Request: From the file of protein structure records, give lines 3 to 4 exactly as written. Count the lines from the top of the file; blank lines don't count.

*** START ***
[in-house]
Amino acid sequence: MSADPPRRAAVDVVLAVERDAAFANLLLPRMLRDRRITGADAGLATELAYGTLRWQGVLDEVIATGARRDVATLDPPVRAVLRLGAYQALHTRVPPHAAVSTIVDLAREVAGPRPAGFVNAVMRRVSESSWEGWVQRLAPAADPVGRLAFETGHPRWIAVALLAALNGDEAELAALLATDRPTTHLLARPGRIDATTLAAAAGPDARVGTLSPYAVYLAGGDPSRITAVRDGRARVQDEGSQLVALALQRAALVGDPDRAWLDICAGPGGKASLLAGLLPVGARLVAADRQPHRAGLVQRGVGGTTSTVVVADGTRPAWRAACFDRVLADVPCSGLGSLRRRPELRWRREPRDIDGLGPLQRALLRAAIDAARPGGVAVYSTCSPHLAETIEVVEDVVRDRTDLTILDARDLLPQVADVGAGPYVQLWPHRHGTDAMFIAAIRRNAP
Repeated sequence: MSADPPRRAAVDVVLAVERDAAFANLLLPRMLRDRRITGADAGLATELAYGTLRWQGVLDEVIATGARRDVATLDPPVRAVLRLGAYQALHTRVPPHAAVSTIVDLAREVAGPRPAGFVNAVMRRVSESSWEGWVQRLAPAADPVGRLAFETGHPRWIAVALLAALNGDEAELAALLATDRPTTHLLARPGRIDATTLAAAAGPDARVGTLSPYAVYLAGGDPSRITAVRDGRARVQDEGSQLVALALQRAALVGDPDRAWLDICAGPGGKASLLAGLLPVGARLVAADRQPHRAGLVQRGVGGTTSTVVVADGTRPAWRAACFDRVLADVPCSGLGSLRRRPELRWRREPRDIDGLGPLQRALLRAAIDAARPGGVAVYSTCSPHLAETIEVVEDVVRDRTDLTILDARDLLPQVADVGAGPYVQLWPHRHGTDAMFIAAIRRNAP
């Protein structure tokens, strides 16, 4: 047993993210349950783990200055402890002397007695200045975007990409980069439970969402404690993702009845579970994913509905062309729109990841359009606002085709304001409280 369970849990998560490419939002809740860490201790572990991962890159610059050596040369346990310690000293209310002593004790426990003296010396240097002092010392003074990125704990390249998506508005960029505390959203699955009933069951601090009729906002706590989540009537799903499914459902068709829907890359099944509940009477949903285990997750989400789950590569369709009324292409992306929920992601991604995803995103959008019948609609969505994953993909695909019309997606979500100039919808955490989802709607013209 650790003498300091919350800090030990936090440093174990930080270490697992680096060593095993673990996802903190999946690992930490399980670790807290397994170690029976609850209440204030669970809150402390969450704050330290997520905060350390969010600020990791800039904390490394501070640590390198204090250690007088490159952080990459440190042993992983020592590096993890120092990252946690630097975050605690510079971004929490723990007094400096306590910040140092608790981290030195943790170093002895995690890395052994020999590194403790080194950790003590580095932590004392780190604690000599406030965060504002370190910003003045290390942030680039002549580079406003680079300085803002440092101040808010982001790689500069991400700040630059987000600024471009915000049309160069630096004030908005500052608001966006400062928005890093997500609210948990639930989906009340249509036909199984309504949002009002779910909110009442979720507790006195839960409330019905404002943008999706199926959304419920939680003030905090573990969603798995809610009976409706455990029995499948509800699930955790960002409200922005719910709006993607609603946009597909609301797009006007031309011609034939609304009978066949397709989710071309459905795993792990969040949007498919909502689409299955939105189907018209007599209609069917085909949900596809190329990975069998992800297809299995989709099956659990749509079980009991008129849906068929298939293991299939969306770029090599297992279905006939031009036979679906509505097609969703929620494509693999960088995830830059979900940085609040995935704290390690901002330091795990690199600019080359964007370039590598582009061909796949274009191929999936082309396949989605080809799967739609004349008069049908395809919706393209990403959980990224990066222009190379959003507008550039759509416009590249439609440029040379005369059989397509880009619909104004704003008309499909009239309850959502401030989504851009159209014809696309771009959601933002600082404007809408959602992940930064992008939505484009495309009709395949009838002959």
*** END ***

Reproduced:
Repeated sequence: MSADPPRRAAVDVVLAVERDAAFANLLLPRMLRDRRITGADAGLATELAYGTLRWQGVLDEVIATGARRDVATLDPPVRAVLRLGAYQALHTRVPPHAAVSTIVDLAREVAGPRPAGFVNAVMRRVSESSWEGWVQRLAPAADPVGRLAFETGHPRWIAVALLAALNGDEAELAALLATDRPTTHLLARPGRIDATTLAAAAGPDARVGTLSPYAVYLAGGDPSRITAVRDGRARVQDEGSQLVALALQRAALVGDPDRAWLDICAGPGGKASLLAGLLPVGARLVAADRQPHRAGLVQRGVGGTTSTVVVADGTRPAWRAACFDRVLADVPCSGLGSLRRRPELRWRREPRDIDGLGPLQRALLRAAIDAARPGGVAVYSTCSPHLAETIEVVEDVVRDRTDLTILDARDLLPQVADVGAGPYVQLWPHRHGTDAMFIAAIRRNAP
């Protein structure tokens, strides 16, 4: 047993993210349950783990200055402890002397007695200045975007990409980069439970969402404690993702009845579970994913509905062309729109990841359009606002085709304001409280 369970849990998560490419939002809740860490201790572990991962890159610059050596040369346990310690000293209310002593004790426990003296010396240097002092010392003074990125704990390249998506508005960029505390959203699955009933069951601090009729906002706590989540009537799903499914459902068709829907890359099944509940009477949903285990997750989400789950590569369709009324292409992306929920992601991604995803995103959008019948609609969505994953993909695909019309997606979500100039919808955490989802709607013209 650790003498300091919350800090030990936090440093174990930080270490697992680096060593095993673990996802903190999946690992930490399980670790807290397994170690029976609850209440204030669970809150402390969450704050330290997520905060350390969010600020990791800039904390490394501070640590390198204090250690007088490159952080990459440190042993992983020592590096993890120092990252946690630097975050605690510079971004929490723990007094400096306590910040140092608790981290030195943790170093002895995690890395052994020999590194403790080194950790003590580095932590004392780190604690000599406030965060504002370190910003003045290390942030680039002549580079406003680079300085803002440092101040808010982001790689500069991400700040630059987000600024471009915000049309160069630096004030908005500052608001966006400062928005890093997500609210948990639930989906009340249509036909199984309504949002009002779910909110009442979720507790006195839960409330019905404002943008999706199926959304419920939680003030905090573990969603798995809610009976409706455990029995499948509800699930955790960002409200922005719910709006993607609603946009597909609301797009006007031309011609034939609304009978066949397709989710071309459905795993792990969040949007498919909502689409299955939105189907018209007599209609069917085909949900596809190329990975069998992800297809299995989709099956659990749509079980009991008129849906068929298939293991299939969306770029090599297992279905006939031009036979679906509505097609969703929620494509693999960088995830830059979900940085609040995935704290390690901002330091795990690199600019080359964007370039590598582009061909796949274009191929999936082309396949989605080809799967739609004349008069049908395809919706393209990403959980990224990066222009190379959003507008550039759509416009590249439609440029040379005369059989397509880009619909104004704003008309499909009239309850959502401030989504851009159209014809696309771009959601933002600082404007809408959602992940930064992008939505484009495309009709395949009838002959």